Charter Revision Commission Chairman Jeff Capeci will consider it a success if a planned public hearing on the current revision — which includes a proposal to eliminate town meetings — will draw more public response than those poorly attended gatherings where millions of dollars is typically authorized by a handful of residents. While not officially slated yet, Mr Capeci said he expects that hearing will occur ahead of a regular Legislative Council meeting on July 15.
The town has gained federal approval for the Newtown Natural Hazard Mitigation Plan, a planning document which the town will use in preparing to reduce the potential damage caused by natural disasters. The Federal Emergency Management Agency has endorsed the plan, which has been six years in the making, said Rob Sibley, town deputy director of planning and land use. The town and nine other communities in the region have participated in creating such preparedness documents. Mr Sibley, who is also a town deputy director of emergency management, said Newtown’s plan is being submitted for state review. The plan stems from the US Disaster Mitigation Act, which was approved by Congress in 2000. That law creates a national program for “pre-disaster mitigation” or physical measures which can be taken before natural disasters occur to lessen the damage caused by natural disasters. Such measures are intended to reduce or eliminate the long-term risk to people and property caused by natural disasters. After a state endorsement is received, the 444-page document would be posted on the town’s website, Mr Sibley said.
Next Tuesday’s “topping off” ceremony, where the final steel construction beam at the new Sandy Hook Elementary School is signed by the entire construction team and hoisted into place, will mark a significant milestone in the critical local building project that one key official involved said is going extremely well. Public Building and Site Commission Chair Robert Mitchell had high praise for everyone including the architects, building contractors, the project management. He also acknowledged the contributions of his own committee whose volunteer members have collectively devoted hundreds of hours to overseeing thousands of details going back to before the original building, scarred by the 12/14 tragedy, was even being considered for demolition and replacement. The topping off activity Tuesday, June 30, Mr Mitchell said, will mark the completion of a key phase of the project’s prolonged development.
Preliminary designs for the new Sandy Hook School building’s playgrounds were presented by representatives of a design firm at the Tuesday, June 23, Public Building & Site Commission meeting. The commission also heard a presentation on the artwork planned for the school during the meeting. A number of meetings were held with a school playground committee, according to William Richter, a principal of Richter & Cegan of Avon, a landscape architecture and urban design firm.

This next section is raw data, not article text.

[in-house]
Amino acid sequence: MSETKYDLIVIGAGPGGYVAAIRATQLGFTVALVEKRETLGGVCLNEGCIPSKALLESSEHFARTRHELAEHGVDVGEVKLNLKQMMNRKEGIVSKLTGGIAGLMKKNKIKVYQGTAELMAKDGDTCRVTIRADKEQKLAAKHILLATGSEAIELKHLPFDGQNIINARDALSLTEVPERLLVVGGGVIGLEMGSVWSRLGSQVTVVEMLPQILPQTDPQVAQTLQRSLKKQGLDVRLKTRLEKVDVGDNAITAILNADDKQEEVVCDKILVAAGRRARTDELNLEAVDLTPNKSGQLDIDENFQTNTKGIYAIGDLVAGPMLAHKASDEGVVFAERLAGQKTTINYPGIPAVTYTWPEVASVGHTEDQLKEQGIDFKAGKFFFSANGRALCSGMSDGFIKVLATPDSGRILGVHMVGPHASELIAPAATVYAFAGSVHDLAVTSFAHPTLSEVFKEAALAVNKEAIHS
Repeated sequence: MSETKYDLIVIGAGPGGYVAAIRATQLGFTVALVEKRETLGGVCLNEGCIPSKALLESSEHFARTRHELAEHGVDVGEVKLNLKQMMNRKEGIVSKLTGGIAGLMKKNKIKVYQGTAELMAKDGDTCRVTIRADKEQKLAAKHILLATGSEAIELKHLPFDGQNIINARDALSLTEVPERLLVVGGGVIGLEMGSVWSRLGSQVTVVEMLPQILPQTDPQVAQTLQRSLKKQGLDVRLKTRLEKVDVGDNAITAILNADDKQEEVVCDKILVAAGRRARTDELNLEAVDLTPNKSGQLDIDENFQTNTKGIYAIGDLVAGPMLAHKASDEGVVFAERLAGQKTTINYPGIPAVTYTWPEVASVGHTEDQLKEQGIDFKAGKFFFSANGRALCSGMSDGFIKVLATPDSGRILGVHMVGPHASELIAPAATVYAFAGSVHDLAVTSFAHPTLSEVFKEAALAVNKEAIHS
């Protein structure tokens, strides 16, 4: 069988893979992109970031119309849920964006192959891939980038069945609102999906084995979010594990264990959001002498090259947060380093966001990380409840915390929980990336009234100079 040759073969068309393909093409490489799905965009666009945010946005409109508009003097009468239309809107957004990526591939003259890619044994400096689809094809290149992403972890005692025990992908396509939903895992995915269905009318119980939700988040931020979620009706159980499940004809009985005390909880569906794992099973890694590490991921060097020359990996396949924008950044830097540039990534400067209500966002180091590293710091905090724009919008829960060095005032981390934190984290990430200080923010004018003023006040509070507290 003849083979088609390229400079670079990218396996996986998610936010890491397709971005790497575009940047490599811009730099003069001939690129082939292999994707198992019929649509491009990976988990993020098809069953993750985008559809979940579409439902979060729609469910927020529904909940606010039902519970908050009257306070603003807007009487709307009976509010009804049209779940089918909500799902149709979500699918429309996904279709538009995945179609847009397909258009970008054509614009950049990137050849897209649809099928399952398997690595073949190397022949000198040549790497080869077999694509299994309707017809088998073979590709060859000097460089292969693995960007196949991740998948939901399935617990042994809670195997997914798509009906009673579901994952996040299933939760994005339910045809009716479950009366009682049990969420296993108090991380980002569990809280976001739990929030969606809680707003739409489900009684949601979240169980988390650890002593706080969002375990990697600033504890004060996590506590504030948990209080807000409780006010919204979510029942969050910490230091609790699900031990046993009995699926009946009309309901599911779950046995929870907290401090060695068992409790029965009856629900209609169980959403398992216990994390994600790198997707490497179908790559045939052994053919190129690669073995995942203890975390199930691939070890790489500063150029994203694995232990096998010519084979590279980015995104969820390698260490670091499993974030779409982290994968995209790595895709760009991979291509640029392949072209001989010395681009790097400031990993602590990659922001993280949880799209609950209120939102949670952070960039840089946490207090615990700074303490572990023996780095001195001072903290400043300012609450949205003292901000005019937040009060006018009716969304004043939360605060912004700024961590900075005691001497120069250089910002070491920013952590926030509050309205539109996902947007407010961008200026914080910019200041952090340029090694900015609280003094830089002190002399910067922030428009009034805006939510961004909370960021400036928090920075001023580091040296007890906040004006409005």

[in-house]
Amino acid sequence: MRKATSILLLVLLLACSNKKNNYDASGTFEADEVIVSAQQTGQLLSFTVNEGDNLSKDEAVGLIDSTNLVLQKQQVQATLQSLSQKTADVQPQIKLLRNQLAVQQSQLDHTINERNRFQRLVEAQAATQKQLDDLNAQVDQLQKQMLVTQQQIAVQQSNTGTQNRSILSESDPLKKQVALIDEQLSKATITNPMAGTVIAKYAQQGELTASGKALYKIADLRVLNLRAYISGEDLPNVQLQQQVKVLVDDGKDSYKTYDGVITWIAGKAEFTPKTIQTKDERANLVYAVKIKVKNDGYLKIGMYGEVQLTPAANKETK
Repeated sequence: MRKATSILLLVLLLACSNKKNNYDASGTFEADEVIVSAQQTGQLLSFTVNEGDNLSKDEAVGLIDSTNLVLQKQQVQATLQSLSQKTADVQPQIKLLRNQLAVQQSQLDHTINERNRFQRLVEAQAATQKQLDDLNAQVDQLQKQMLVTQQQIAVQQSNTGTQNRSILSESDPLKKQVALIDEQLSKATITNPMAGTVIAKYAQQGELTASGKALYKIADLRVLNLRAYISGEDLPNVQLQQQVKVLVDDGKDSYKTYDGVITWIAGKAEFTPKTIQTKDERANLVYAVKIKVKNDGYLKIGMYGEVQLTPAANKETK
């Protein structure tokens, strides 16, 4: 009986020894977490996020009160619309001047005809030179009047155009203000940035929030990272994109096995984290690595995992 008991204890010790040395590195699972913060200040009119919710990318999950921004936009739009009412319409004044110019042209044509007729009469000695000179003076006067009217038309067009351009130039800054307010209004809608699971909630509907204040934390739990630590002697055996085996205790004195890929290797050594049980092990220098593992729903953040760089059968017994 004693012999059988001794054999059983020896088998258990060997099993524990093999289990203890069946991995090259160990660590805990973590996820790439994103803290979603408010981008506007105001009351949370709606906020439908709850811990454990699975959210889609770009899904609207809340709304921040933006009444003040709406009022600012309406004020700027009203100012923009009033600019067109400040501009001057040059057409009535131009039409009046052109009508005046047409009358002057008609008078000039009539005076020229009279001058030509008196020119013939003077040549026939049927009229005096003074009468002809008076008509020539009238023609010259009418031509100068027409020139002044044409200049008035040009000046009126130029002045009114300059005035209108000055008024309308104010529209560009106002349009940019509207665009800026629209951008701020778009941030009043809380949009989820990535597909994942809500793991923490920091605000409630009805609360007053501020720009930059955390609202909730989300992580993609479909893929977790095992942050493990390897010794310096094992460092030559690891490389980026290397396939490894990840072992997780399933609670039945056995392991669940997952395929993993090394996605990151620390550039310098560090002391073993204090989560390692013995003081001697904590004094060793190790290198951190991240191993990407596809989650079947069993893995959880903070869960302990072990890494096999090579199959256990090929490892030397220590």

A large, loaded 12-wheel construction dump truck, which was traveling on Botsford Hill Road early on the afternoon of Saturday, June 20, flipped over onto its right side and leaked diesel fuel. The 54-male driver of the vehicle suffered only minor injuries, but the incident triggered an environmental cleanup project that caused a section of that street to close to through-traffic for more than six hours, resulting in detours, officials said.
An accident involving four SUVs occurred at the flagpole intersection of Main Street, Church Hill Road, and West Street at about 7:07 pm on June 20. Newtown Volunteer Ambulance Corps transported two people to the hospital, and Hook & Ladder firefighters responded to assess damage to the vehicles, and isolate fluids from vehicles.
The section of Route 34 located on a bridge positioned atop the hydroelectric Stevenson Dam will be closed to traffic for an extended period to allow for maintenance on the dam’s floodgates. The road closure is planned to last for a for a total of 90 hours. The Route 34 road section atop the dam will be closed starting at 6 am on Saturday, June 27, with the closure continuing for all of Sunday, June 28, Monday, June 29, and Tuesday, June 30.
The Board of Education decided unanimously during its special meeting on Wednesday, June 24, that Hawley Elementary School will not be closed for the 2016-17 school year, and the board will continue a general discussion on the best use of district facilities. No Newtown school, according to the meeting, will be closed for the 2016-17 school year due to declining enrollment. The decision came after nearly 2½ hours of public comment, which primarily focused on requesting the school board not close Hawley.